Recruiting high schoolers overlooked by the football powerhouses of Ohio and the Southeastern Conference, Craft built a series of winning teams, culminating in the undefeated run of 1965. Although that level of success was not repeated in ensuing years, among Craft’s personal effects was a clue that by all rights, it should have been. Tucked away in his files was the printout of an email he received a few years ago from a player on one of his subsequent teams, stating: “It was NOT your fault that we lost the homecoming game or the two following games. We were scuttled from within our ranks by someone who thought he needed money rather than wins.” Had it not been for those three losses, that year’s team arguably would also have been undefeated. Craft never spoke publicly, or perhaps even in private, about that revelation.
Perhaps Craft’s most significant accomplishment at Georgetown, rather than being measured in wins and losses, was integrating the football team. He later related that use of the playing field granted earlier in the last century had been accompanied by a vow never to let anyone of color play on it. Perhaps benefitting from the diversity of Neon in his youth, Craft harbored no second thoughts about ensuring that the promise, despite decades of precedence, was broken.
After the future of football at Georgetown became uncertain in the early ‘70s, Craft was offered the job of Executive Director at Boys Homes of North Carolina. During his 16 years there, he led an expansion to serve girls as well, along with a name change to Boys and Girls Homes of North Carolina, which served some 150 children with campuses at Lake Waccamaw and Huntersville. The position built upon a longstanding voluntary calling for Craft, who for years had been active in Optimist International, a service organization with “Friend of Youth” as a long-time slogan.
In 1986, Craft was elected president of Optimist International, which in its heyday served millions of young people each year through both national and local programs carried out by thousands of clubs in the United States, Canada and Jamaica. During his tenure in the volunteer role, Craft oversaw the service organization’s decision to admit women for the first time. Craft advocated opening Optimist to women, though he acknowledged in announcing it that the change was made inevitable by a Supreme Court ruling a few weeks earlier that ended Rotary International’s exclusion of women.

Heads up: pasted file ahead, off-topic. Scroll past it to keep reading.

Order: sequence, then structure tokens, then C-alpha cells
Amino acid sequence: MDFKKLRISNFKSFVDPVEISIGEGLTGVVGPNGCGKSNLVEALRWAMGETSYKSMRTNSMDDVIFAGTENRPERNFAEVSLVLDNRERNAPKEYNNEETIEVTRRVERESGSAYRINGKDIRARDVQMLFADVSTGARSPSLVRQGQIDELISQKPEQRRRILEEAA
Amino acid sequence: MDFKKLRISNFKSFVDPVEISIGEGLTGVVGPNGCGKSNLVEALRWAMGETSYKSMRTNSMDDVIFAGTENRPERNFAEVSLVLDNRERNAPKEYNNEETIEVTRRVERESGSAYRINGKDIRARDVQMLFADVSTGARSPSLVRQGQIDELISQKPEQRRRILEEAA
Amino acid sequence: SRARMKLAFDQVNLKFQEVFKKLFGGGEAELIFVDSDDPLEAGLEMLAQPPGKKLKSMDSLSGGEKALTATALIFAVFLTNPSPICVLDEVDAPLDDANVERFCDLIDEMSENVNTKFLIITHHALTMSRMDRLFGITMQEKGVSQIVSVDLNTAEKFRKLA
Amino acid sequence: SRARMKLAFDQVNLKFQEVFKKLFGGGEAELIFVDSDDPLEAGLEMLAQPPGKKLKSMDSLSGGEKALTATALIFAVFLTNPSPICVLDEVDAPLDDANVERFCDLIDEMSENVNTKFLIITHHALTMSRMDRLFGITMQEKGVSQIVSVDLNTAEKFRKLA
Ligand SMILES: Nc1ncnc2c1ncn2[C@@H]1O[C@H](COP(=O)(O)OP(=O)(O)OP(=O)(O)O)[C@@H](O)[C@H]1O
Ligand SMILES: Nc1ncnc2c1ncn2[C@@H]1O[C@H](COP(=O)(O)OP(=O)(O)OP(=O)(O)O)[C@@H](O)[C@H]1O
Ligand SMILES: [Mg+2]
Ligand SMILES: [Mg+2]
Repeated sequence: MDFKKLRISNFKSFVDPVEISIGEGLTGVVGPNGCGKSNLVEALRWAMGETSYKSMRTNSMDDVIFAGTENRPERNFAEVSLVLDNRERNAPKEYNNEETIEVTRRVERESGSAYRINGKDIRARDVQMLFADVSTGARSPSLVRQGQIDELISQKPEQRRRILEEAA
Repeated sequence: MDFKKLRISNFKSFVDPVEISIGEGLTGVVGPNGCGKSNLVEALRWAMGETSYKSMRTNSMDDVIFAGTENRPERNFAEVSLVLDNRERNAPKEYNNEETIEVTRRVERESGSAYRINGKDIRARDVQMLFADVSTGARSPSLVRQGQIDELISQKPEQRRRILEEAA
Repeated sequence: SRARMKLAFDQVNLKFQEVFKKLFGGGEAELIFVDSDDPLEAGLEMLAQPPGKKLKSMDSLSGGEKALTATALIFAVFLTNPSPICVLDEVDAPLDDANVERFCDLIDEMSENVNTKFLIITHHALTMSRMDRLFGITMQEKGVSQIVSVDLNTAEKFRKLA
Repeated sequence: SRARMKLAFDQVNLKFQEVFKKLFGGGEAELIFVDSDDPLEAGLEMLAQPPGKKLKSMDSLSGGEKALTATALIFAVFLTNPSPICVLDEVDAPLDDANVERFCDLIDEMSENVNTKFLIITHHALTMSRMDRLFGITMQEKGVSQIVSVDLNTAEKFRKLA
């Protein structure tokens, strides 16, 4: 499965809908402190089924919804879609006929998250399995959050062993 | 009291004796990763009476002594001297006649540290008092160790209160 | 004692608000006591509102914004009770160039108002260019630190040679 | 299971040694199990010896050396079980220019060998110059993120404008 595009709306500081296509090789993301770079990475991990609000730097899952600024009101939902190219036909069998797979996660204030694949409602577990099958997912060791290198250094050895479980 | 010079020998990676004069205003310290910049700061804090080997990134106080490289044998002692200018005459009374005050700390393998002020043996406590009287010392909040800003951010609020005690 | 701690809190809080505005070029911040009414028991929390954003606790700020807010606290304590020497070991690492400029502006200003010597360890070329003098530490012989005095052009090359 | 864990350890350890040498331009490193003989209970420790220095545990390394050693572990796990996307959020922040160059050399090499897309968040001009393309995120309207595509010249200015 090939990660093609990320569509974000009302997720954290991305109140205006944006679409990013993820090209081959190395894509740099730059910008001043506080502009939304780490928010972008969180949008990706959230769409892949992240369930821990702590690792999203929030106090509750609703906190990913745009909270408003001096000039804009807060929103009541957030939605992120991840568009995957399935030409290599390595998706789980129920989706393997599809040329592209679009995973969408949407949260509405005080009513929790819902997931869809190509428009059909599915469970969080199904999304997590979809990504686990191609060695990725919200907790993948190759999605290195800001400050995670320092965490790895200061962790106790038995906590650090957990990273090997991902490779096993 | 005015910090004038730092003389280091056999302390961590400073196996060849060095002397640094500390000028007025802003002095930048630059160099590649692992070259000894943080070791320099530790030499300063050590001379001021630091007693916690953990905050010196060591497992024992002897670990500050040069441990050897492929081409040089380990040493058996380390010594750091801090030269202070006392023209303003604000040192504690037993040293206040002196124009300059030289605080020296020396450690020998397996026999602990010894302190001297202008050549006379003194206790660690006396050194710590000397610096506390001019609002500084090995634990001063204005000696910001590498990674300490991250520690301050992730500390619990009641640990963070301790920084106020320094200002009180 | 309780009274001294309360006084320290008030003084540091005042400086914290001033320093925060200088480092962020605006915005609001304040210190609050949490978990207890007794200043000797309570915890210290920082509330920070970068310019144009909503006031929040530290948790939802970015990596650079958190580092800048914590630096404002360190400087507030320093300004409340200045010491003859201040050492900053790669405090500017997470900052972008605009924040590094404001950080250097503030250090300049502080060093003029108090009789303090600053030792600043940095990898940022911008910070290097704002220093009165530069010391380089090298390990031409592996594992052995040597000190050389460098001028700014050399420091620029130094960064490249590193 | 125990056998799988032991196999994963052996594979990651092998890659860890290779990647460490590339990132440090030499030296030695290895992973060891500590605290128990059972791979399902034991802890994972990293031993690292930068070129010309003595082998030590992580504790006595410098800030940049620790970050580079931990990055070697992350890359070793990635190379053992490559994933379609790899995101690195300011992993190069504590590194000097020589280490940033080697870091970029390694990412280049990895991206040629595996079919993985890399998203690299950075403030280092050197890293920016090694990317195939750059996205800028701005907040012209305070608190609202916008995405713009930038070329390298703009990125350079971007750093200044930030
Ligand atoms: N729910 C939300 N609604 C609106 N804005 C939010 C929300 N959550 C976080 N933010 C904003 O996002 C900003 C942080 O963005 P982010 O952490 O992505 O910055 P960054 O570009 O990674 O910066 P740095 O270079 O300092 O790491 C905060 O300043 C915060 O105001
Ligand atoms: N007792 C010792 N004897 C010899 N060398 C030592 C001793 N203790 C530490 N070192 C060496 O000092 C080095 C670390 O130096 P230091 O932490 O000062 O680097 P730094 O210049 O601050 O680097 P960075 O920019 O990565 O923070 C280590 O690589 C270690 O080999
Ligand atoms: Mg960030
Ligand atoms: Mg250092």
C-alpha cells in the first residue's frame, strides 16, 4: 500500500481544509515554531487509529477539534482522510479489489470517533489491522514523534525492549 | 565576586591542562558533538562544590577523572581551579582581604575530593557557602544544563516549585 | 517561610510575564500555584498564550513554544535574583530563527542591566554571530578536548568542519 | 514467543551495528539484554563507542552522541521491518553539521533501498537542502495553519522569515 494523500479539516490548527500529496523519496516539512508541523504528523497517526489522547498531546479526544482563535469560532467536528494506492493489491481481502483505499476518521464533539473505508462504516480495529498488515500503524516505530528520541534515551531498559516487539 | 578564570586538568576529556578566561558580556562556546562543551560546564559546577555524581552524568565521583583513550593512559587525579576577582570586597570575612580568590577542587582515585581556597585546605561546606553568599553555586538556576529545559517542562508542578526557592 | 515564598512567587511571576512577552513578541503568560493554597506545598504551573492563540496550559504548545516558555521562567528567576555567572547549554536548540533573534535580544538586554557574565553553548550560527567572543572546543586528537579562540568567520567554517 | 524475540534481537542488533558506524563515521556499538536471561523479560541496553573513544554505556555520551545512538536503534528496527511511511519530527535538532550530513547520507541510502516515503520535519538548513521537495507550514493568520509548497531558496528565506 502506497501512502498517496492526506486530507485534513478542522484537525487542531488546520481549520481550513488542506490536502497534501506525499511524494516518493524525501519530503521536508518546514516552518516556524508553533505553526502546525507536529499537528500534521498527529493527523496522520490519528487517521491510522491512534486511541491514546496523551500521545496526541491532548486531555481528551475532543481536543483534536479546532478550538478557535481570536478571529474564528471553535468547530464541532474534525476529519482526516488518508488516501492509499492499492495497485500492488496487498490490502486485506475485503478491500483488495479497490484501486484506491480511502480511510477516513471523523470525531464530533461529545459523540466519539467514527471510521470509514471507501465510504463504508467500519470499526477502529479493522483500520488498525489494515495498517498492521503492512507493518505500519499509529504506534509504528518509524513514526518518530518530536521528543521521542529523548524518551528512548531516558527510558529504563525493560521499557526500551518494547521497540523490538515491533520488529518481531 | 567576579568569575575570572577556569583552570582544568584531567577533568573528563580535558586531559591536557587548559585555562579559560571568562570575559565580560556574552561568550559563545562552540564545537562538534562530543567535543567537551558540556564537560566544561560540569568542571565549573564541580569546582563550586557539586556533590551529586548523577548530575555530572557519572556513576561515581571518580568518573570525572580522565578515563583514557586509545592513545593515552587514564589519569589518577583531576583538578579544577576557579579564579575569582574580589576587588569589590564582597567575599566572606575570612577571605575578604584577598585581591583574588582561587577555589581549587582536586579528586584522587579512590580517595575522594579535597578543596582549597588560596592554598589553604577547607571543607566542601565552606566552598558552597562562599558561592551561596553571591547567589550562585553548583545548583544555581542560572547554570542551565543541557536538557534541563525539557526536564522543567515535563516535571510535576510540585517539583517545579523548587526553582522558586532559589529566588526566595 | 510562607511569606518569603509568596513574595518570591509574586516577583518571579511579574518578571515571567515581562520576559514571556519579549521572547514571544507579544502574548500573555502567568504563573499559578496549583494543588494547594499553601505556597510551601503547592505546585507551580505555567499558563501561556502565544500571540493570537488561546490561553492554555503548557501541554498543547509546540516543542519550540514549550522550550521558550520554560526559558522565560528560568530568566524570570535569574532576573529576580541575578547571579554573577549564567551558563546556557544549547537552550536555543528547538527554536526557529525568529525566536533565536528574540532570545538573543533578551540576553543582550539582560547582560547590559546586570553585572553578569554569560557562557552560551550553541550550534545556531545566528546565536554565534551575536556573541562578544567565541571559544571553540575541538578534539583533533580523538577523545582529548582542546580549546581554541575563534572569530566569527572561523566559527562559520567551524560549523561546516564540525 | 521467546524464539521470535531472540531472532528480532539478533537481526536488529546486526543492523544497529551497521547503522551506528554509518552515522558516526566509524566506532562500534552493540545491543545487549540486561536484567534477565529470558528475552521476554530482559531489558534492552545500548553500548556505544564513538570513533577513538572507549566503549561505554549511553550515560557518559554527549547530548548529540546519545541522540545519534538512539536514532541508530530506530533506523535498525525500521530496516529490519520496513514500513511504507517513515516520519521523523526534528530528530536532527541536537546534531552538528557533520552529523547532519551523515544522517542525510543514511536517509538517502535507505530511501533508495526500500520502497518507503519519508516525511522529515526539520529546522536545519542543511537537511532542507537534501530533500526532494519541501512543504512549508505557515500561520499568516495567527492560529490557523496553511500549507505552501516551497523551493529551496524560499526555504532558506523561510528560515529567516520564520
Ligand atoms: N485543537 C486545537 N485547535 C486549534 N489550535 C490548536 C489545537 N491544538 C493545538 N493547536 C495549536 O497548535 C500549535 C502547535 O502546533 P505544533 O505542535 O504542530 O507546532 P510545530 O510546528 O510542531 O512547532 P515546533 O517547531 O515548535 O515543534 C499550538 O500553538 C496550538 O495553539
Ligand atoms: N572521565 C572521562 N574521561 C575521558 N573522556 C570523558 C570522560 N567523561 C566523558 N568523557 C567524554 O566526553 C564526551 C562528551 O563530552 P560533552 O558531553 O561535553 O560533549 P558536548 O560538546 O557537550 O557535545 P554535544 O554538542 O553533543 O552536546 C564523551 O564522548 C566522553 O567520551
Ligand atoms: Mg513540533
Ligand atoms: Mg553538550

Craft retired from Boys and Girls Homes in 1989. He continued his affiliation with Optimist International, spending two years at its headquarters in St. Louis putting his endowment and fundraising experience to work in helping further develop the organization’s financial foundations. Returning to North Carolina afterward, he relocated from Lake Waccamaw to Shallotte, where he remained active in Optimist and church, and continued to support his alma mater, which honored him in 1999 with induction into its Athletics Hall of Fame.
Among the highlights of Craft’s retirement years was an annual gathering for golf and fellowship of many of his life-long Georgetown friends, including Davis and his wife Joyce, Bobby and Joy Barlow, Albert “Sandy” and Myra Suffoletta, and Billy and Carol Brannock.
Craft was devoted to his first wife, Etta Jean Darter, a school teacher he met when both attended Georgetown and who passed away in 1985. His second wife, Carolyn (Bullard), to whom he was also devoted, died in 2021.
Craft was preceded in death as well by his parents, and by his older brother, William N. “Bill” Craft II, and step-son Jerry Bullard.
Survivors include his younger brother, James Edward Craft (Susan), of Durham, as well as sons Lester R. Craft, Jr. (Stacey) of Basalt, Colo., Michael Gene Craft (Kimberly), of Nashville, grandsons Michael Craft and Miles Craft, granddaughter Adele Craft, step-grandchildren Rebekah Furr and Eden Bullard, step-great-grandchildren Ryder Bullard, Bryce Furr and Cooper Furr, and seven nieces and nephews.
Memorials may be directed to the Georgetown College (Ky.) scholarship fund in honor of Lester R. Craft at 400 E. College St., Georgetown KY 40321.